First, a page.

I ended my blog post yesterday anticipating that I might encounter some muscle soreness from our “triathlon” commute yesterday. As a reminder, a colleague of mine joined me for a multi-modal commute involving first bike, then bus, then subway. The return trip did turn out to be more strenuous than the morning commute.
During one particularly long hill, I found myself wishing that I had one of those electric bikes that Marc Gunther had blogged about earlier in the week.
And I really shouldn’t complain. Our commute was nothing like the New York to
San Francisco ride he mentioned – nor even the 27-hours bicycle commute two of my
colleagues did from London to a meeting in Brussels.
Ours turned out to be 2 hours door-to-door. And after just a few minutes donning the suit I had “carefully” packed in my backpack, I was ready for my meeting by 9:00 a.m.
One of the reasons the return commute was more challenging is that I needed to pick up some local produce from a “community supported agriculture” program. For those of you unfamiliar with that term, Wikipedia describes a CSA as “a particular network or association of individuals who have pledged to support one or more local farms, with growers and consumers sharing the risks and benefits of food production.”
This was my first time joining this program and I haven’t sampled the produce yet, but if we do that tonight, I’ll comment tomorrow on the rest of the experience. For now, I just wanted to admit that I almost missed the deadline.
You see, the pickup location was along the bike route (and Wednesday’s are the pick-up day). I thought I had everything carefully planned. But any produce not picked up by 6:45 gets donated to charity – not necessarily a bad thing, but I was (and still am) looking forward to enjoying the meal myself. Given the 2-hour morning commute, I had intended to be “on the road” by 4:45 and instead we couldn’t leave downtown until 5:15.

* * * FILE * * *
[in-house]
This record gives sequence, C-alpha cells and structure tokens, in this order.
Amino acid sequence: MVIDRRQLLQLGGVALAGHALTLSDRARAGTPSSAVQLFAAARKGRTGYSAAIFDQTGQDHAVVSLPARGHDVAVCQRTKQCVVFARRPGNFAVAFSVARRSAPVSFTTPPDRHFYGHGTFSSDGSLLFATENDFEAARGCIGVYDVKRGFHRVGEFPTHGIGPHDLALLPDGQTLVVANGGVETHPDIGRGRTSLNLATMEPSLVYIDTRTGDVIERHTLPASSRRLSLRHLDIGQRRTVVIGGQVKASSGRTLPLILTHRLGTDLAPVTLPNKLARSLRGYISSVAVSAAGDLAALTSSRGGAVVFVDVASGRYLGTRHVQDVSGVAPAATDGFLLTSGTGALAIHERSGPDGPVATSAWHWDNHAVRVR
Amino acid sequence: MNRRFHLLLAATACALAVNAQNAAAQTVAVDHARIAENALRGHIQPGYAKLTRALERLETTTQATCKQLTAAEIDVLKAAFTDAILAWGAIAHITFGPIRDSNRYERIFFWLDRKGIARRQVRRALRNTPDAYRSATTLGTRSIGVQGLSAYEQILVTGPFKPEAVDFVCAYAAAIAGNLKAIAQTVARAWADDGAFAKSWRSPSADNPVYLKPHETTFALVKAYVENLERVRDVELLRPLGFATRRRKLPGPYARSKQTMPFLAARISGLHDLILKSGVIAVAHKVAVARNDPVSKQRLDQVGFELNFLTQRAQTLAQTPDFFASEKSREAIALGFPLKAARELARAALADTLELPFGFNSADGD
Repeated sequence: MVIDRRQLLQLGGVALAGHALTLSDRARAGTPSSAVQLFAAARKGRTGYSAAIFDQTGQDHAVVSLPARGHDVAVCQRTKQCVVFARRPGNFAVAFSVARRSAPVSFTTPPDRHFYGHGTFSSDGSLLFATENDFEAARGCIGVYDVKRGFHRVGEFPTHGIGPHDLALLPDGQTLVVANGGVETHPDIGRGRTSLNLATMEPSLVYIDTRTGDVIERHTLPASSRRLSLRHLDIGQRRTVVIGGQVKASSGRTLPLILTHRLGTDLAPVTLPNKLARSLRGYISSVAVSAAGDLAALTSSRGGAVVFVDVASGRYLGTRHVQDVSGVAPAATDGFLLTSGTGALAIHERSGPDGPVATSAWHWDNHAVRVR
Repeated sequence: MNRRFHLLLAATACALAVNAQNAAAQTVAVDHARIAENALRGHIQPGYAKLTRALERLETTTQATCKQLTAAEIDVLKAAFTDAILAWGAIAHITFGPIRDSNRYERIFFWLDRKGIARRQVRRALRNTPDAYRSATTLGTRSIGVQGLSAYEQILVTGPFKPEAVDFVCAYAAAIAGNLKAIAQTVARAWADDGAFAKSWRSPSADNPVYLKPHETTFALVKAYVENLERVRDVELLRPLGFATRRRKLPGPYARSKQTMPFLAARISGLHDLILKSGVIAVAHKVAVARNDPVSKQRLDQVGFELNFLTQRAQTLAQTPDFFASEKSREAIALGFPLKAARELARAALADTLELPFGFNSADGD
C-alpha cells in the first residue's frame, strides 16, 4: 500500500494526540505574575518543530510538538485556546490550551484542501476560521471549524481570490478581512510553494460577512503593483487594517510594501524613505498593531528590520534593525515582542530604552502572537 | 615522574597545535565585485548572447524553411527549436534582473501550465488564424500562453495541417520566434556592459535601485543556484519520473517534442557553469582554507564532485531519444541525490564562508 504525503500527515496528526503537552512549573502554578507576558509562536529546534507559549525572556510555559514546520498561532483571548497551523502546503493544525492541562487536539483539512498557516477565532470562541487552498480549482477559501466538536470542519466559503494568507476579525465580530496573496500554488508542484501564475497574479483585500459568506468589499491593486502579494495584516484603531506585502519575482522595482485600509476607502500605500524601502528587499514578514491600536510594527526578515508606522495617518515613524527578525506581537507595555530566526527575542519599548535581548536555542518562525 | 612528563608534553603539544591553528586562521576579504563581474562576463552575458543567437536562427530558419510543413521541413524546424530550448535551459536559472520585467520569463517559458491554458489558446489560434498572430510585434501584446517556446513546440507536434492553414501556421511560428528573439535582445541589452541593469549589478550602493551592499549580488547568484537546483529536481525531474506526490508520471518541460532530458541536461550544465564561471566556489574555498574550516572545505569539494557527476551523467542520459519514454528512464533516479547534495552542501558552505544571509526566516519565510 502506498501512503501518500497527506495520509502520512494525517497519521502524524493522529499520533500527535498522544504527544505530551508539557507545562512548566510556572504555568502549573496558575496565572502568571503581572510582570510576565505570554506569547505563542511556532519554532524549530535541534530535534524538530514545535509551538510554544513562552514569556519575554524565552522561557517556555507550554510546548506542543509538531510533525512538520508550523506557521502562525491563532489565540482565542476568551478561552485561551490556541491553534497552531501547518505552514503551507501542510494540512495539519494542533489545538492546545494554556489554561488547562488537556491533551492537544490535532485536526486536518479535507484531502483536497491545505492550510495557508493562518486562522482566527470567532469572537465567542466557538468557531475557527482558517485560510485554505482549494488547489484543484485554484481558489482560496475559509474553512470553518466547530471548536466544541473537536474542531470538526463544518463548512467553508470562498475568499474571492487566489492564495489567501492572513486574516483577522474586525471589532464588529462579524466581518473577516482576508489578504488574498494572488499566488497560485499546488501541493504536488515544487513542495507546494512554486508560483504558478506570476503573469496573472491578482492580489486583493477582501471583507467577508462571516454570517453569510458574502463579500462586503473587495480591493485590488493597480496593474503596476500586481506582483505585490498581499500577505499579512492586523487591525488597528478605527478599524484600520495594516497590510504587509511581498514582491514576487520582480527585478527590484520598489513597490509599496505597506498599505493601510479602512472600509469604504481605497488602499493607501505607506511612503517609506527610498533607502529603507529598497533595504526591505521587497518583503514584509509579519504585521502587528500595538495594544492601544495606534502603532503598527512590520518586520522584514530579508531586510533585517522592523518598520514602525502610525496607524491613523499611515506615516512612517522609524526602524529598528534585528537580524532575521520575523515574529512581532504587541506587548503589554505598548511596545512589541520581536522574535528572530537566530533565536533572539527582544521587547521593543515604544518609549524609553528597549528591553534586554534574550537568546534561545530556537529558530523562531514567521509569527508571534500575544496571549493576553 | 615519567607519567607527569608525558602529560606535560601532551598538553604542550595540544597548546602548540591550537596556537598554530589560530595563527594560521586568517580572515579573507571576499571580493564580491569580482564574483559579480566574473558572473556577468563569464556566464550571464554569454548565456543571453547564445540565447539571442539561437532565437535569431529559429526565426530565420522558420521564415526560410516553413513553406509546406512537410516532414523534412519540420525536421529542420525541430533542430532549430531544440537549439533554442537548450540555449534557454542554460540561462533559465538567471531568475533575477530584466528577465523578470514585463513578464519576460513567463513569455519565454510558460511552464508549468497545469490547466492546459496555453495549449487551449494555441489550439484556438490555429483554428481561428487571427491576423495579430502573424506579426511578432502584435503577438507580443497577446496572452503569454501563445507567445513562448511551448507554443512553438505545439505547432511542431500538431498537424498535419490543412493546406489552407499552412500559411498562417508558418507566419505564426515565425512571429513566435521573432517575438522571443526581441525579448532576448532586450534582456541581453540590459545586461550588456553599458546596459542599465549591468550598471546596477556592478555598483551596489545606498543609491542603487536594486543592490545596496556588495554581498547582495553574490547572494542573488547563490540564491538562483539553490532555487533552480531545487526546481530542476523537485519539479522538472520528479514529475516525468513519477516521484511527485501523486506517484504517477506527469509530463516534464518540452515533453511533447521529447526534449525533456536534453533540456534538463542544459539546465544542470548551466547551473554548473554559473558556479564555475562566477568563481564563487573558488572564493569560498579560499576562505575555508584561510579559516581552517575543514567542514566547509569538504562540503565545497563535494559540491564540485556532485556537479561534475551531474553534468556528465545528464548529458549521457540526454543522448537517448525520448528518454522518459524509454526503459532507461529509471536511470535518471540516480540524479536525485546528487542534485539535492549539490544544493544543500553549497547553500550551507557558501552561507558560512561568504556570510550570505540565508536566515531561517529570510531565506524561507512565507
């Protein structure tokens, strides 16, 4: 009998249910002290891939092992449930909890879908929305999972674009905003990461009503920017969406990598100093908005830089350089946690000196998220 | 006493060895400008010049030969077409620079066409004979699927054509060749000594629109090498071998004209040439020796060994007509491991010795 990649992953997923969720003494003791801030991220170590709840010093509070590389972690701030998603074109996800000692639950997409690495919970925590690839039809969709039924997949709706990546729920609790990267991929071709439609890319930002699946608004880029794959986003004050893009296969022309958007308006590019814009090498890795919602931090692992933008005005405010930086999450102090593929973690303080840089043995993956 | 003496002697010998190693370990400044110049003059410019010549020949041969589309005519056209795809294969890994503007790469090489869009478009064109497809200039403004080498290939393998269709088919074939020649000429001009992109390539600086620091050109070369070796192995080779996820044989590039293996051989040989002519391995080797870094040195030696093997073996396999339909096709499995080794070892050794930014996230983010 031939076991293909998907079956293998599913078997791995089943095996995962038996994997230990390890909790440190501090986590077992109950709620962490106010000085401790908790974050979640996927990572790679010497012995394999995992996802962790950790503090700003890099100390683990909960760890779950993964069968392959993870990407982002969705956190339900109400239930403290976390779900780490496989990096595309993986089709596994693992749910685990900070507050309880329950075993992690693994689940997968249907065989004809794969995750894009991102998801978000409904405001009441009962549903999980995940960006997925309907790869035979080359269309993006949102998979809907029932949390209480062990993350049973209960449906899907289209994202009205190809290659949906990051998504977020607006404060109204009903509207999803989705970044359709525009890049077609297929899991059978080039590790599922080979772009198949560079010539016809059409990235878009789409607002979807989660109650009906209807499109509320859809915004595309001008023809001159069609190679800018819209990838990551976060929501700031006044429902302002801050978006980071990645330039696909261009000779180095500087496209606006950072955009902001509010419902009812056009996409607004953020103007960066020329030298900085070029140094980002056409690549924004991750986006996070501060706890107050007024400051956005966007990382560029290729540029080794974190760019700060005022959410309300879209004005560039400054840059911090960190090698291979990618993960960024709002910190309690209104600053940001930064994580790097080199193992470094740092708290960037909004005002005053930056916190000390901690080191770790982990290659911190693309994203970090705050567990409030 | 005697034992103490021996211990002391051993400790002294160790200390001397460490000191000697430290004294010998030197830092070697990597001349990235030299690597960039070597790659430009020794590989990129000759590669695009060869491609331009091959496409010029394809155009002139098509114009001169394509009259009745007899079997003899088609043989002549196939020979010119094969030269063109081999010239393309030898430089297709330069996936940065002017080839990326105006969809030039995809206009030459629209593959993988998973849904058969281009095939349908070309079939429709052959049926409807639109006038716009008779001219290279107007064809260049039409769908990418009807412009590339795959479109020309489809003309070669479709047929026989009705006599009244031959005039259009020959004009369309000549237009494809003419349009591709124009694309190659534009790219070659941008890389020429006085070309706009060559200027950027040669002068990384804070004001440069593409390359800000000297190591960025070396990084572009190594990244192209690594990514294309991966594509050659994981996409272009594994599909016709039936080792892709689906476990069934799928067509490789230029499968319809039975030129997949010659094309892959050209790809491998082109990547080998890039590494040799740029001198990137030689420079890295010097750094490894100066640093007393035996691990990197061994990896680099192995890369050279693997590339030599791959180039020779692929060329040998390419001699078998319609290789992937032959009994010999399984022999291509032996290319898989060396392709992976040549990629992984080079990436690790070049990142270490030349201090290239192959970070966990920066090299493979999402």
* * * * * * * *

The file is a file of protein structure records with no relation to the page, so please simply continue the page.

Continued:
Though a little panicked, all the transfers worked in our favor on the return and I did make it on time. Then I managed to add the additional weight to my backpack along with my laptop computer and extra clothes. That’s why the final leg of my journey (with the long uphill climb) was especially challenging.
GREAT exercise, by the way. But I think I may need to invest in saddle bags (or “panniers” as some of you may call them) for my bike before I try this again.
More of Bryan's Carbon Diet Series:
- Living La Vida Low Carbon (Introduction)
- Carbon Diet: Confessions of Struggles (Day 1)
- Carbon Diet: The Impact of Commuting (Day 2)
- Carbon Diet: A Meat-Lover Goes Meatless (Day 4)
- Carbon Diet: The Green Commute Battle (Day 5)
- Carbon Footprint: Are You Willing to Change Your Lifestyle to Make an Impact? (Debate)
More on Journey
‘Give Back Life’: 23,000 Recycled
Coca-ColaBottles Add Christmas Flair to World Trade Centre in Sri Lanka
Coca-ColaFoundation Donates $1 Million to American Red Cross for Hurricane Harvey Relief
- Coca-Cola Pledges $500,000 Grant to American Red Cross to Support California Communities Impacted by Wildfires
- Not Alone: How a Combat Vet and His Wife, a Coke Employee, Are Healing Through Hip-Hop
UNDP and The
Coca-ColaFoundation Release Report on New World Program’s Progress and Its Contribution to the UN Sustainable Development Goals